His attorney stated at the end of the hearing his client is a prescribing by a doctor and that is not a violation. The doctor has a right to prescribe. Perhaps there may be a question as to the ethics of a doctor to prescribe that which has been banned as dangerous food additive or drug by the F.D.A. But ethics does not play a part on the case. The question is whether he violated the Health Code, and more particularly, those sections set forth in the summons, and that evidence does not exist.

In his Memorandum of Law, the Defendant asserts that the prosecution addressed itself to the question of whether the Defendant doctor offered to sell the cyclamates. But the prosecution asserts, the Defendant made no offer to sell but merely suggested, recommended and prescribed. It was the Packing Corporation which offered the cyclamate for sale. The Packing Corporation was the seller and the patient was the buyer.

The only act of which the Defendant can be found guilty is the impropriety of recommending to his patients an artificial sweetener containing cyclamates, which had been banned by an order of the Food and Drug Administration.

The defense position is as deficient in substance as cyclamate is lacking in nutritional value, for there is sufficient evidence that the Defendant acted in an accessorial capacity.

In his book, the Defendant published a recipe and one of the ingredients of which is artificial sweetener containing cyclamates, equal to 30 teaspoons of sugar. A footnote, connected by an asterisk to the title of the recipe for the delicacy, reads: ‘For those of you who have been foresighted or fortunate enough to have kept a supply of cyclamate sweetener on hand we are including the recipe which throughout the years has been our most successful.’

The Defendant’s conduct is not merely incidental to the offense of the Packing Corporation’s sale of the sweetener but forms the nexus between the Defendant’s patients and the purveyor of the substance. He fathered the plan, arranged with the Packing Corporation to service his patients and distributed price lists and permitted use of his name on the label.

The Defendant relies on a related case to sustain his contention that willfulness was a necessary ingredient of the information and of the proof required at the hearing. He asserts that Public Health Law prescribes imprisonment for one year or a fine not exceeding $2,000.00 or both for a person who willfully violates any regulation established by a public office or board where no other punishment is prescribed.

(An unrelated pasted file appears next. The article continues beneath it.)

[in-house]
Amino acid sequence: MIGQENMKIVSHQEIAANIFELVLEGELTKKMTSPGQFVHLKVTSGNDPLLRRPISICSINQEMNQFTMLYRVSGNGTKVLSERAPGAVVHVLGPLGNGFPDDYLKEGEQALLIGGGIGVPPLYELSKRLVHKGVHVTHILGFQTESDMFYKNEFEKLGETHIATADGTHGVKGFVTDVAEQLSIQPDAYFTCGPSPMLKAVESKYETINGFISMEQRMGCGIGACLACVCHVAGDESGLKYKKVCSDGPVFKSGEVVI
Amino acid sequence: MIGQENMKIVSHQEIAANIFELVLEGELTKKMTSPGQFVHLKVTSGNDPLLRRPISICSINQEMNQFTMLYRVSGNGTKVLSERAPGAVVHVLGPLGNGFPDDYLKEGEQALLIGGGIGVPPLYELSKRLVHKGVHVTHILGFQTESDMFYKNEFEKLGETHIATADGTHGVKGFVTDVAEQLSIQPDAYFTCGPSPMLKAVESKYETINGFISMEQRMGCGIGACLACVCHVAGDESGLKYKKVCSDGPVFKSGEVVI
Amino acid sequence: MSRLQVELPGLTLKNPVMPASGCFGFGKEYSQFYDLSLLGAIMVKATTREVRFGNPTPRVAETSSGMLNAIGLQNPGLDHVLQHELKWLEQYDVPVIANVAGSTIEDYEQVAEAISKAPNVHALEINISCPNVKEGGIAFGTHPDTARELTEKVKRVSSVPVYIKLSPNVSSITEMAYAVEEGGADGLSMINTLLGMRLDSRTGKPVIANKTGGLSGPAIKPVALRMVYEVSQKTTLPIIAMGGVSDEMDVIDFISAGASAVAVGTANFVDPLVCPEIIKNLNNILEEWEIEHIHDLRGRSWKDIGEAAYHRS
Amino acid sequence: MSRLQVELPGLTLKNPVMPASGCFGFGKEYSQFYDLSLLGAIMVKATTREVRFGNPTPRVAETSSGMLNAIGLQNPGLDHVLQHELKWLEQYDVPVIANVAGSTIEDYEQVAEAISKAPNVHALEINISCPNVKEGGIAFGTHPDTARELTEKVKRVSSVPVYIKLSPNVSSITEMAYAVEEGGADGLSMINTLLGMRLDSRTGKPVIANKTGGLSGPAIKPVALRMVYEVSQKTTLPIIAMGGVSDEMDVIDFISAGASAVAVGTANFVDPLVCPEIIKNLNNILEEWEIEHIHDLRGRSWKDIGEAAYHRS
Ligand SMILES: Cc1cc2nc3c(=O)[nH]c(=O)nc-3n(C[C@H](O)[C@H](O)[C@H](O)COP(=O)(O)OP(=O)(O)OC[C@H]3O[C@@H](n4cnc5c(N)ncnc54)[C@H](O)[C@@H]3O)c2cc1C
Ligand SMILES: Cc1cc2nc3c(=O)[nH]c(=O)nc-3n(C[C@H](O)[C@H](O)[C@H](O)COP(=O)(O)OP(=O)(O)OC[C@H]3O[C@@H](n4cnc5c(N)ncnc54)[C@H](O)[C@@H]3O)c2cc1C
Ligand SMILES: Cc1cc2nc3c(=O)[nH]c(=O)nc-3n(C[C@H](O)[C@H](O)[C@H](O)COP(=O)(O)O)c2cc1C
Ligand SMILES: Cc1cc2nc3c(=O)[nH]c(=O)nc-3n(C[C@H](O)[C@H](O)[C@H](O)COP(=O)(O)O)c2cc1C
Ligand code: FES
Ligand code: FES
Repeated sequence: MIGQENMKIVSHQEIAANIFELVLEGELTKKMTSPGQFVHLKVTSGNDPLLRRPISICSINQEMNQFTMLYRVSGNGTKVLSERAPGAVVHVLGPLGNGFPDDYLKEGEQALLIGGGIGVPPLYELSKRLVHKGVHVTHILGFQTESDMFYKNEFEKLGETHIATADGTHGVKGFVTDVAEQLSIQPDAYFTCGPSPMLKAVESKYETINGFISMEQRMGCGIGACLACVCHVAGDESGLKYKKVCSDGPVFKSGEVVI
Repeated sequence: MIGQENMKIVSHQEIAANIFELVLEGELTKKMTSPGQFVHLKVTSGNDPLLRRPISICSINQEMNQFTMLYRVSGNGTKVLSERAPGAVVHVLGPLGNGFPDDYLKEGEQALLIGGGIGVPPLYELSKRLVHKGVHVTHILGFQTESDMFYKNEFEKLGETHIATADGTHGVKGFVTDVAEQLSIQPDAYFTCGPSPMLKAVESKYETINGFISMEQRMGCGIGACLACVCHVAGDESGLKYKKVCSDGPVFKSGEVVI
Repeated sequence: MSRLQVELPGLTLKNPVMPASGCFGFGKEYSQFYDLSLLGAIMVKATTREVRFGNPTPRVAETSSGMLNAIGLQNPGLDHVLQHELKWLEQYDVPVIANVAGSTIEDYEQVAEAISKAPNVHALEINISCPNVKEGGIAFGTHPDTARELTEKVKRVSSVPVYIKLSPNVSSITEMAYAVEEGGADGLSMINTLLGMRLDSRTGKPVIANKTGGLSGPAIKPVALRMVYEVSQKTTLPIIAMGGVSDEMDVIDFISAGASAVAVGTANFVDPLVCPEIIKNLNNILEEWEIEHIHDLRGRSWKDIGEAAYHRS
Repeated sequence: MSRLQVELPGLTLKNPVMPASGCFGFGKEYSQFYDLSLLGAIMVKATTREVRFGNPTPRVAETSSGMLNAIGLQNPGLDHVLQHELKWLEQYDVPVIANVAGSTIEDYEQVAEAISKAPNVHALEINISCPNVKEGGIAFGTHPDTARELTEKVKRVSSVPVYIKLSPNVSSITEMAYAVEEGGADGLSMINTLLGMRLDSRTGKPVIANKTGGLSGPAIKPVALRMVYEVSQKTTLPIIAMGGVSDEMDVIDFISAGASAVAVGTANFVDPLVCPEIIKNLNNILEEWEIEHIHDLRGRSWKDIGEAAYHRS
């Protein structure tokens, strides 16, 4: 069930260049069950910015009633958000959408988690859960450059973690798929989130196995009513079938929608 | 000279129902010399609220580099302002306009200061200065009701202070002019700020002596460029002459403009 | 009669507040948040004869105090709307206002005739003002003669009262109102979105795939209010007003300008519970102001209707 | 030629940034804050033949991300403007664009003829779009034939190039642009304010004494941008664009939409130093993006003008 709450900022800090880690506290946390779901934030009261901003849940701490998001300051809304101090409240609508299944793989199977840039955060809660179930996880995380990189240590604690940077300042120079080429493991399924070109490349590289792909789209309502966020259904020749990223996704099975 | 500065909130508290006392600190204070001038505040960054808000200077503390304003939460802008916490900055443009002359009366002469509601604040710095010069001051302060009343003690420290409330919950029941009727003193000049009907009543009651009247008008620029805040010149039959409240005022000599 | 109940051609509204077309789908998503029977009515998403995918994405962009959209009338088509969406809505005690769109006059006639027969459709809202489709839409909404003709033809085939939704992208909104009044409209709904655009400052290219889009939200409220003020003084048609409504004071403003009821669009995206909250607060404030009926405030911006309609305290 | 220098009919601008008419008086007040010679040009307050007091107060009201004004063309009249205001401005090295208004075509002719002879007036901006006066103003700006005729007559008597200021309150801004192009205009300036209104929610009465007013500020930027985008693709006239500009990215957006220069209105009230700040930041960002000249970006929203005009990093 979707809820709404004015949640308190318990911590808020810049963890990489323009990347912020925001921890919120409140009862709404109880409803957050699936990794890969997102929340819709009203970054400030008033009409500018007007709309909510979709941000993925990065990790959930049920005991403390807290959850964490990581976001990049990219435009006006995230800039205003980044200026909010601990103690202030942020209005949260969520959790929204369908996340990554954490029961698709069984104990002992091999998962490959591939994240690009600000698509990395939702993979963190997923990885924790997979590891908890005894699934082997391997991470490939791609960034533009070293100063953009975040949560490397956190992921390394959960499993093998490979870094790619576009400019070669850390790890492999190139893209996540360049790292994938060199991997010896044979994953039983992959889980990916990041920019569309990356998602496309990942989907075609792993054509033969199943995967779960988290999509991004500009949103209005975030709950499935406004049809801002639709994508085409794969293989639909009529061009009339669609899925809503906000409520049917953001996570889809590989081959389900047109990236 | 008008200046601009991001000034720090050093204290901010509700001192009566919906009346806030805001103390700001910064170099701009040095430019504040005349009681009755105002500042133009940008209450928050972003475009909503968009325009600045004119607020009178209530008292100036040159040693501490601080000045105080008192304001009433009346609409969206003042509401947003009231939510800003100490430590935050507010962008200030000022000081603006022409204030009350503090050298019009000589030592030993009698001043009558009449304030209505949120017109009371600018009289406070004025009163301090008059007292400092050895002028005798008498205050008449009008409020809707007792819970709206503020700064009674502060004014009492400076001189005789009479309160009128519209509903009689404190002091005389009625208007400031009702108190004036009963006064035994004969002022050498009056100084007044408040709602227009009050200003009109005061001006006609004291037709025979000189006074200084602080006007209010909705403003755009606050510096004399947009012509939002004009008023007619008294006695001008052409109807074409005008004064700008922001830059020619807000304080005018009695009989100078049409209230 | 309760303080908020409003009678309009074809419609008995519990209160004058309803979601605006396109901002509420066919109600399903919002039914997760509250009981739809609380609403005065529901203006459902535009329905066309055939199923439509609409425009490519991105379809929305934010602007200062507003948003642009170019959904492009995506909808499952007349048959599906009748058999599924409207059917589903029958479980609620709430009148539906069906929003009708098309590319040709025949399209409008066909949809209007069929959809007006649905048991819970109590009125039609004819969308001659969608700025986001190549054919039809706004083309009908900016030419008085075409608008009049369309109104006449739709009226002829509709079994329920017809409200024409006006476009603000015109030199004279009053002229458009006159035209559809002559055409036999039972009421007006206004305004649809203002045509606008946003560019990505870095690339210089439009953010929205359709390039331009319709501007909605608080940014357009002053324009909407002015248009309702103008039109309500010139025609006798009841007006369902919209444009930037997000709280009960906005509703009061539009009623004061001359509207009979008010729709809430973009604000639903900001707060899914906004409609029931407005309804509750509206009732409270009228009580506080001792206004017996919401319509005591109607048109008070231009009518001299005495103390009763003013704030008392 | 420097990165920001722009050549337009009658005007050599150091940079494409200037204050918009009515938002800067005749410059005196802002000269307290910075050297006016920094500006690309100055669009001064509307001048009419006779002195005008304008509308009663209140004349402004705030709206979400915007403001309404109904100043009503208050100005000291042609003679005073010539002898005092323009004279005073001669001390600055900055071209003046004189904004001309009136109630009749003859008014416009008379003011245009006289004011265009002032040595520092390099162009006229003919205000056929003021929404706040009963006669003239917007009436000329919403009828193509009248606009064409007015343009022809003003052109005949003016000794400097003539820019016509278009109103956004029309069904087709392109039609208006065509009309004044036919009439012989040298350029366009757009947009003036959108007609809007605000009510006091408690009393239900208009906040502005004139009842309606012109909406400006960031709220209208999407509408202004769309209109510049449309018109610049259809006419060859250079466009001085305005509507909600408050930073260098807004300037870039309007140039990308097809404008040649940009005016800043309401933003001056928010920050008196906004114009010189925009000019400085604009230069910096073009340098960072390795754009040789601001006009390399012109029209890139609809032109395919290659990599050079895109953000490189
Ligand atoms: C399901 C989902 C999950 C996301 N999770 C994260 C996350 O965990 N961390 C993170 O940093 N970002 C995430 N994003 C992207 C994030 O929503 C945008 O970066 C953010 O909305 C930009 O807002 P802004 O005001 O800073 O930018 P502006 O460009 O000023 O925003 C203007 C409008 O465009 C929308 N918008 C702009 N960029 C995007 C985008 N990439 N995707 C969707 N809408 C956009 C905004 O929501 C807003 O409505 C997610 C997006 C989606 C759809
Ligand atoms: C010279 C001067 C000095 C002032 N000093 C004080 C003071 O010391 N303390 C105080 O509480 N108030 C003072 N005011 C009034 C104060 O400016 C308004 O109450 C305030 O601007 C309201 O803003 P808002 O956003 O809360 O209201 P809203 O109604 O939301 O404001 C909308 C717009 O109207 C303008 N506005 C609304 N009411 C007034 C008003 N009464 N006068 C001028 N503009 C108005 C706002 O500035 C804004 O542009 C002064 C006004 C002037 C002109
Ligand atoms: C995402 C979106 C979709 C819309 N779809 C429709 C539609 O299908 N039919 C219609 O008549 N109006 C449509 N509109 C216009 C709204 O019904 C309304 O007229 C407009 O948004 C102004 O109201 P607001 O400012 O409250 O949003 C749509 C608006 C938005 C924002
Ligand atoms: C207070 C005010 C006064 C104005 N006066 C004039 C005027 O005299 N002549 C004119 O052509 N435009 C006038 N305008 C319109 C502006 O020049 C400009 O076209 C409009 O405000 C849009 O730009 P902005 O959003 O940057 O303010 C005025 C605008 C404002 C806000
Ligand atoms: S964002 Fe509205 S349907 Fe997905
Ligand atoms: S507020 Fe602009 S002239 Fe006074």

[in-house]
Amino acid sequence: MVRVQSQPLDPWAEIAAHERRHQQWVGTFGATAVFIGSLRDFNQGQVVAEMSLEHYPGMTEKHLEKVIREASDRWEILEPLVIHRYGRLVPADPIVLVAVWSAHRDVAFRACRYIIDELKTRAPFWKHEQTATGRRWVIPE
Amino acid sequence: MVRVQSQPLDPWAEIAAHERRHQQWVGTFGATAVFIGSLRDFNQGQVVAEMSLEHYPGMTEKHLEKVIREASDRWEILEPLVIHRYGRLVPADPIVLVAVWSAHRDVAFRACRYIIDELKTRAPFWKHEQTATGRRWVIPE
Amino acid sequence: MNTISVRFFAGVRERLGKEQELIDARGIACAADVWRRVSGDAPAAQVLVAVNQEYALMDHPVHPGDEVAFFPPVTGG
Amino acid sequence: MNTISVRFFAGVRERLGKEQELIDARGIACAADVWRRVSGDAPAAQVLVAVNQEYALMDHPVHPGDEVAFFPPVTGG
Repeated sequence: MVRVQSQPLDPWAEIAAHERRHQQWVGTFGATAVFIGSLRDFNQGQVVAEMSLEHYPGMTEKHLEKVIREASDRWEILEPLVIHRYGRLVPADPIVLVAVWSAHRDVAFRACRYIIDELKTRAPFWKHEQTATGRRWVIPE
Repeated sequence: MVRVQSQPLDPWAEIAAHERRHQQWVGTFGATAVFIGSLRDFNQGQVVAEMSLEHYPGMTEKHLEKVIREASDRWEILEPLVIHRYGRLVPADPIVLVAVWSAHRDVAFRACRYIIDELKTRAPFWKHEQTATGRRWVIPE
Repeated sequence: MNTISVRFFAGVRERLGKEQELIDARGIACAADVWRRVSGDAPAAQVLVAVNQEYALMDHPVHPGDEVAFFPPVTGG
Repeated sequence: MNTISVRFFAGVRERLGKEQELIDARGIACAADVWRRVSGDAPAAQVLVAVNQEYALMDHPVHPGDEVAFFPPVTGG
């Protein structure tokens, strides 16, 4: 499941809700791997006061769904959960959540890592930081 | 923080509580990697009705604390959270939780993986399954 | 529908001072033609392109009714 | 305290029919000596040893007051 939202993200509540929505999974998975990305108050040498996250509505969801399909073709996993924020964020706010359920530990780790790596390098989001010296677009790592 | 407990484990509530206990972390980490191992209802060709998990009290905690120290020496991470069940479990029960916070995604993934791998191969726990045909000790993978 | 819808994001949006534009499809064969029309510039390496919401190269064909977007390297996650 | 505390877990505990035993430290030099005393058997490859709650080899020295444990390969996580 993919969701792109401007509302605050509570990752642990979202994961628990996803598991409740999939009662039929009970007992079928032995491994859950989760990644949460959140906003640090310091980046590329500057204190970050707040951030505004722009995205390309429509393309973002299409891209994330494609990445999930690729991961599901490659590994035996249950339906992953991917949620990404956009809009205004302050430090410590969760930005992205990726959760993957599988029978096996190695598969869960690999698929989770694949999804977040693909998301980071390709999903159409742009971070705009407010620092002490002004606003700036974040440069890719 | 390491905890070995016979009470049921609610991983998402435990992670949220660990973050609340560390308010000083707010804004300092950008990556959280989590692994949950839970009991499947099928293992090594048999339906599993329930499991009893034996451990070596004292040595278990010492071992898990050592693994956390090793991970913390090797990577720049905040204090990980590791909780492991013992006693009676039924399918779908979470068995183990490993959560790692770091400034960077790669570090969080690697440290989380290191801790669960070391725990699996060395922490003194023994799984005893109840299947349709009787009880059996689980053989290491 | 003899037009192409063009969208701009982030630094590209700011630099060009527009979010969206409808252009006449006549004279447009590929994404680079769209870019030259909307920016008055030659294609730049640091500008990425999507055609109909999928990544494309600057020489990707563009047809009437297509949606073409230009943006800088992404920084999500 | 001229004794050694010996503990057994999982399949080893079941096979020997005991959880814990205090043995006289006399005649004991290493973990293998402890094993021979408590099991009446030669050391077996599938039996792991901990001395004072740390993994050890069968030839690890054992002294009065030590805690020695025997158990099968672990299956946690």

In sustaining a jury verdict for the Complainant, the Court of Appeals held that the jury was justified in concluding that the Defendant had no reasonable cause for believing in the truth of the charge he made in the criminal law violation proceeding.

Although the Court finds adequate evidence of willfulness to warrant the Defendant being held for trial, the Defendant would be answerable even if the evidence of willfulness were absent. For, although Public Health Law provides punishment by way of a maximum fine of $2,000.00, or imprisonment for one year, for a person willfully violating any regulation established by a public office or board under authority of the health laws, where punishment for a violation is not otherwise prescribed. The New York City Charter provides that any violation of the sanitary code shall be treated and punished as a misdemeanor.

The court finds that the Defendant doctor must be held for trial on charges of violating the New York City Health Code.

Medical professionals should be the person to make sure that every food and drug that people put in their mouth are safe and healthy. If your doctor prescribed something that could benefit his bank account but give risk to your well being, consult the NYC Criminal Lawyer or the NY Drug Attorney from Stephen Bilkis and Associates.